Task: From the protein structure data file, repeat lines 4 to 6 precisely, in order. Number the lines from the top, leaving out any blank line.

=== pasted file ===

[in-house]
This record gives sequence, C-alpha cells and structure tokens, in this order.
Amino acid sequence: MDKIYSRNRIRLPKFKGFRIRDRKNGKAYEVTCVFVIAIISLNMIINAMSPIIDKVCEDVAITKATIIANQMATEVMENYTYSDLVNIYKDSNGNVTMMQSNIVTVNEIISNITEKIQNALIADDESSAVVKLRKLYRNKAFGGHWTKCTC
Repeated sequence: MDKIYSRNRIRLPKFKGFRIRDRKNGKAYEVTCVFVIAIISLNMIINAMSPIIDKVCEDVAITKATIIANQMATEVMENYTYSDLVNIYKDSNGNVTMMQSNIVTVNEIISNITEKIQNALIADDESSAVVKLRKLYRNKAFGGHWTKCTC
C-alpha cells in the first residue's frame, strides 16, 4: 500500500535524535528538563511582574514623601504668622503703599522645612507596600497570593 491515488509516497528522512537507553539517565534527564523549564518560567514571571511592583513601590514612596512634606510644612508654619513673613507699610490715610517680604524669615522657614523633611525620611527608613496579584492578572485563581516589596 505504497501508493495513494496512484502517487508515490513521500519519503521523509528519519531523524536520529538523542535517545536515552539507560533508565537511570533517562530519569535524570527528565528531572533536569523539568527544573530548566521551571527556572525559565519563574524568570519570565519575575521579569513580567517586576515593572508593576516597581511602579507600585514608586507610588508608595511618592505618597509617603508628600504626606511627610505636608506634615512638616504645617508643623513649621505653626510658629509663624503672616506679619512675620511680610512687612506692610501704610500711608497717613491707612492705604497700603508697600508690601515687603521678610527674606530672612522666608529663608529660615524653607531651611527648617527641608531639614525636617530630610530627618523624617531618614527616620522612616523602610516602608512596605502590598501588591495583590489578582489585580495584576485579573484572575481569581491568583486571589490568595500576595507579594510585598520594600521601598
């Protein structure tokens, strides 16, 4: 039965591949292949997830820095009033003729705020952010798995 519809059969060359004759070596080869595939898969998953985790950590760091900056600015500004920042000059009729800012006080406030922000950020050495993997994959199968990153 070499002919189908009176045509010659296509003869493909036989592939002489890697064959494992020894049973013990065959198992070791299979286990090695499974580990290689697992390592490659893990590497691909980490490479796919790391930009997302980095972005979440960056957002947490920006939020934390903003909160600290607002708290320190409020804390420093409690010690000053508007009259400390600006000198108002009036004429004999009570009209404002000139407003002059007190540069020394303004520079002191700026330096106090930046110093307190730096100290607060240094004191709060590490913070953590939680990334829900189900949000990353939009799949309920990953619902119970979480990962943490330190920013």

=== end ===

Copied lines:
Repeated sequence: MDKIYSRNRIRLPKFKGFRIRDRKNGKAYEVTCVFVIAIISLNMIINAMSPIIDKVCEDVAITKATIIANQMATEVMENYTYSDLVNIYKDSNGNVTMMQSNIVTVNEIISNITEKIQNALIADDESSAVVKLRKLYRNKAFGGHWTKCTC
C-alpha cells in the first residue's frame, strides 16, 4: 500500500535524535528538563511582574514623601504668622503703599522645612507596600497570593 491515488509516497528522512537507553539517565534527564523549564518560567514571571511592583513601590514612596512634606510644612508654619513673613507699610490715610517680604524669615522657614523633611525620611527608613496579584492578572485563581516589596 505504497501508493495513494496512484502517487508515490513521500519519503521523509528519519531523524536520529538523542535517545536515552539507560533508565537511570533517562530519569535524570527528565528531572533536569523539568527544573530548566521551571527556572525559565519563574524568570519570565519575575521579569513580567517586576515593572508593576516597581511602579507600585514608586507610588508608595511618592505618597509617603508628600504626606511627610505636608506634615512638616504645617508643623513649621505653626510658629509663624503672616506679619512675620511680610512687612506692610501704610500711608497717613491707612492705604497700603508697600508690601515687603521678610527674606530672612522666608529663608529660615524653607531651611527648617527641608531639614525636617530630610530627618523624617531618614527616620522612616523602610516602608512596605502590598501588591495583590489578582489585580495584576485579573484572575481569581491568583486571589490568595500576595507579594510585598520594600521601598
């Protein structure tokens, strides 16, 4: 039965591949292949997830820095009033003729705020952010798995 519809059969060359004759070596080869595939898969998953985790950590760091900056600015500004920042000059009729800012006080406030922000950020050495993997994959199968990153 070499002919189908009176045509010659296509003869493909036989592939002489890697064959494992020894049973013990065959198992070791299979286990090695499974580990290689697992390592490659893990590497691909980490490479796919790391930009997302980095972005979440960056957002947490920006939020934390903003909160600290607002708290320190409020804390420093409690010690000053508007009259400390600006000198108002009036004429004999009570009209404002000139407003002059007190540069020394303004520079002191700026330096106090930046110093307190730096100290607060240094004191709060590490913070953590939680990334829900189900949000990353939009799949309920990953619902119970979480990962943490330190920013």